Archived versions of a number Steve’s shit-sites exist, such as this one and this one. Don’t ask me why anyone felt he needed to one site called Big World Watch and another called Big Planet Watch, or what prompted him to delete these in sequence, because I am not adept at discerning the thought processes of yammering nutbags despite often following their exploits with ha disturbing level of interest.

I would consider it a big deal if, at the end of any five-year period, I had permanently deleted even 10 percent of the things I had written online because I had changed my mind or feared what people would think or both. Over a dozen years ago, I stripped a lot of the content from, such as my training log and race reports and a different blog than this one, because I knew my days of serious running were probably over and I didn’t want to look at evidence that I had wasted so much of my life on something as patently frivolous as distance running. (It would have been different had I been any good at it.) But that was a basic restructuring decision, not an “Oh shit, I shouldn’t have done that” moment, either my first or my 500th. And, as long as I decide not to get really crotchety and start monkeying with robots.txt files, anyone can exhume the various corpses from past versions of my site. Or you can just ask me for those race reports and training logs if you’re bored and off your goddamned rocker.

Steve McConkey does not have the courage of his convictions. He is a flat-out coward who deletes even reasoned dissent, as a couple of my friends discovered when they posted to his Facebook page. He will say one day that he has been heroically pushing a given unpopular idea for many years, and the very next day that boast will have disappeared along with the majority of whatever existed under his name 24 hours earlier. The funniest thing is that none of the idiots who follow him and egg him on even seem to notice, probably because they don’t like to read and don’t care. All that is important too these fools is that someone is standing up for ersatz Christianity and the frothing, demented, dumb, and blindly aggrieved arm of the U.S. populace.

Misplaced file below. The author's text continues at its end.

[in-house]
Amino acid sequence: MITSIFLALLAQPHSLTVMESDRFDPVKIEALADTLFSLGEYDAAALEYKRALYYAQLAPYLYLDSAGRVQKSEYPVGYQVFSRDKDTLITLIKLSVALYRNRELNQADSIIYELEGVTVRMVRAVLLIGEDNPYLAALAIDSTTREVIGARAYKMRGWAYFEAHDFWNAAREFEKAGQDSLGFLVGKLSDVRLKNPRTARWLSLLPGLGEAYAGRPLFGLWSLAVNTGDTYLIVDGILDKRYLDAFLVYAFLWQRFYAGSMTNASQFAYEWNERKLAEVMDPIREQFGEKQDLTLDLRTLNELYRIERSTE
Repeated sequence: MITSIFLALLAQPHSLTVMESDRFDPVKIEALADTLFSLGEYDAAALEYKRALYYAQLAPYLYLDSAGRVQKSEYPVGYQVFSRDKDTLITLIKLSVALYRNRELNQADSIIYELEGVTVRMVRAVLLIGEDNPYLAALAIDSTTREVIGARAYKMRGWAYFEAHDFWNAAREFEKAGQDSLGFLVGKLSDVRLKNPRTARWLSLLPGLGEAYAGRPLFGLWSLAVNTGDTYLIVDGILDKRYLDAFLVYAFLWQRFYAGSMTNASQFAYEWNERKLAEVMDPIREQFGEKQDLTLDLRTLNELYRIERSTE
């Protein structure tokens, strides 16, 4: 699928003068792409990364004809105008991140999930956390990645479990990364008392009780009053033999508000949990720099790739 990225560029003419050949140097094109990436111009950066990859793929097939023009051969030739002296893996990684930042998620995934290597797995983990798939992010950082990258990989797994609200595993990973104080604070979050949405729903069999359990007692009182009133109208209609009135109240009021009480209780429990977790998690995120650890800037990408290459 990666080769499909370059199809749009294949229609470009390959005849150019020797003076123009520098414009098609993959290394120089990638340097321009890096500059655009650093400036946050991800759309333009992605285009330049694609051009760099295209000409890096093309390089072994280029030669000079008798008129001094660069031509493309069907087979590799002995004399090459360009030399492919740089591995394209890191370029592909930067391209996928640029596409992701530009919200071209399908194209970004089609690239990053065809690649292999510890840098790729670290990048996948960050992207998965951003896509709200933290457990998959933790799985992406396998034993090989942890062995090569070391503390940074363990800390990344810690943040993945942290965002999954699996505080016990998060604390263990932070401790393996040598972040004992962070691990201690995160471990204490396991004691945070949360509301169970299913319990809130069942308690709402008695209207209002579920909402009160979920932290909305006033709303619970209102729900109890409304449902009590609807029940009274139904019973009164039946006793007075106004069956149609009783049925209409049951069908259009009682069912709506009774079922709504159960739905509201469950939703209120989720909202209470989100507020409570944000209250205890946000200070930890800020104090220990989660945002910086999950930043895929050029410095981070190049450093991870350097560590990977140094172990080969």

As for Steve’s specific grievances lately, he has noticed Hemant Mehta’s recent post about him and, as usual, chalked up the entirety of what was said about him to the corrupt character of homosexuals and atheists.

He whines that he has received at least 600 distinct personal attacks from, you got it, homosexuals and atheists, as if he’s really keep counting.

Note the obligatory dimbulb who chimes in to say that attracting harsh criticism is a sure sign of well-chosen behavior. Shouldn’t that apply to gay people, pro-choice demonstrators, and the Parkland kids? These clowns are just tragically, miserably dumb.

He makes his obligatory empty statement about God’s unchanging and absolute morality, which means less than nothing coming from any Trump supporter.

And, not surprisingly, he’s got at least one bona fide Nazi on his page — a curiosity in this case if the photo and name are legitimate, since I don’t know many Nazis of East Asian descent.

All throughout, Steve McConkey implores people to pray, pray, and pray some more. In the meantime, he’s privately praying that others continue to subsidize his life and believe his lies.

Steve’s concerns transgender and intersexed people in the Olympics and elsewhere in sports are actually valid ones. But it’s not like he’s the first person to bring this issue up, and that Steve portrays his obsessions as aspects of his Christian beliefs is a joke. He’s either in the closet or has serious concerns about his own masculinity, as I imagine most men who fathered three kids without ever holding a job would have.

My religious friends (mostly Catholics from New England) have privately told me what a joke this guy is, and even other Evangelicals have to see him as a liability since everything he does is so unrefined and contradictory even by the low standards of that whole scam.